It was the band he cared about because he got to share it with his son and best friend, Joyce said.
They put in various weird songs at these shows to amuse themselves, sometimes playing Led Zeppelin’s “The Ocean” and then immediately afterwards “I Hate Led Zeppelin” by Screeching Weasel. Motörhead’s “Ace of Spades” was her traditional conclusion.
Gospodarek recalls that the band was booked for a gig in Oshkosh, which was in the basement of an apartment building, everything covered in foam rubber and half the crowd probably underage.
“We were just waiting to be searched by the police,” said Gospodarek. “It was crazy. Still a lot of fun. Not really legal and just off the hook.”
Blitzkrieg Rok often played gigs for all ages at the Eagles Club. Shiner would kindly bring the PA system with him and make it available to the other bands for free, knowing these little shows were just fine, said promoter Tom Smith.
“He has done such an invaluable service to the Green Bay punk scene for all ages. This guy who was way older than all these kids but he was cool because he rocked in a Ramones tribute band, ”said Smith. “He was just the nicest guy in the world.”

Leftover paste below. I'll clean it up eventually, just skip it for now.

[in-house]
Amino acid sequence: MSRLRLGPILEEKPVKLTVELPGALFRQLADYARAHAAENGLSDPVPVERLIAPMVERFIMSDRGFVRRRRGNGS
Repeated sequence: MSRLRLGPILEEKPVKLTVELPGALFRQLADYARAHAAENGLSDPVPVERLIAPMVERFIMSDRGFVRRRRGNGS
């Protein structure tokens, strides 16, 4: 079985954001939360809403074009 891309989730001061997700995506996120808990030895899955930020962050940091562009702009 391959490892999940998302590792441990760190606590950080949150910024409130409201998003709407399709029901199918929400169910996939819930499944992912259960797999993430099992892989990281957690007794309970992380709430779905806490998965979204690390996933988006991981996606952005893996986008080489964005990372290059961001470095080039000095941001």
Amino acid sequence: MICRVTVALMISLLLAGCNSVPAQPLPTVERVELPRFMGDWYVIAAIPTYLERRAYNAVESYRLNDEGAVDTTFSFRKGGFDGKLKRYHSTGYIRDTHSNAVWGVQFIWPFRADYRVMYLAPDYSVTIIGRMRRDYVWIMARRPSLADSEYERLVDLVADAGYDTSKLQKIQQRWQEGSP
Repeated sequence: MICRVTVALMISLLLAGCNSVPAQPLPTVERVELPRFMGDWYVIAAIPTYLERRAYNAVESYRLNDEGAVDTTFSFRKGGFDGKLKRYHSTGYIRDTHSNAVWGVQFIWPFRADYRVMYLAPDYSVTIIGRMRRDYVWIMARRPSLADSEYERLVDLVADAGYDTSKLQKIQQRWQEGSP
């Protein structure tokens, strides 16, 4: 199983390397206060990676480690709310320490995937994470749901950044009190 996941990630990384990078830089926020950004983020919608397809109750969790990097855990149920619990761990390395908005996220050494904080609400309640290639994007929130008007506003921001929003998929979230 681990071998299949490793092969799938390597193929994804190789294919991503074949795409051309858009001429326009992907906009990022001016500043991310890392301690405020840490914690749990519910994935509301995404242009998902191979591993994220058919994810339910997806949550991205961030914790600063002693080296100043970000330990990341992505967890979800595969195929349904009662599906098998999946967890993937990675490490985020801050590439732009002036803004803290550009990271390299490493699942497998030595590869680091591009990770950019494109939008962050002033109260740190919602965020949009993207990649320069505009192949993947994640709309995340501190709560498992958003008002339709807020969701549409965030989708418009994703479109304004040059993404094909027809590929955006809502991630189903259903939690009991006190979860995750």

“People kept telling me (at the memorial), ‘He’s such a good guy. He’s such a good guy, ‘”said Joyce. “Everyone really liked Chuck. He was just happy the whole time. “
Her mother loved him, said Joyce, and she wasn’t a pushover. Dogs loved him as much as he loved her, even the meanest guys would snuggle up to him.
“It was like he had a magnet in his pocket,” Joyce
She will miss him in her gardens that they have enjoyed together since they both retired. She made the flowers. He tended the fruit trees and berry bushes. Some days he just liked to feel the breeze.
It is difficult for Gospodarek to imagine life without him, both on and off the stage. They had such a rhythm as a bassist and drummer, “it’s almost like your heartbeats are syncing,” he said.
On Thursday, members of The Missiles planned to gather at Dana Erlandson’s studio at his wife, Barb’s home, to remember the two men, try again to heal, and make some music.
“Because we do that,” said Gospodarek. “This helps.”
Contact Kendra Meinert at 920-431-8347 or [email protected] Follow her on Twitter @KendraMeinert.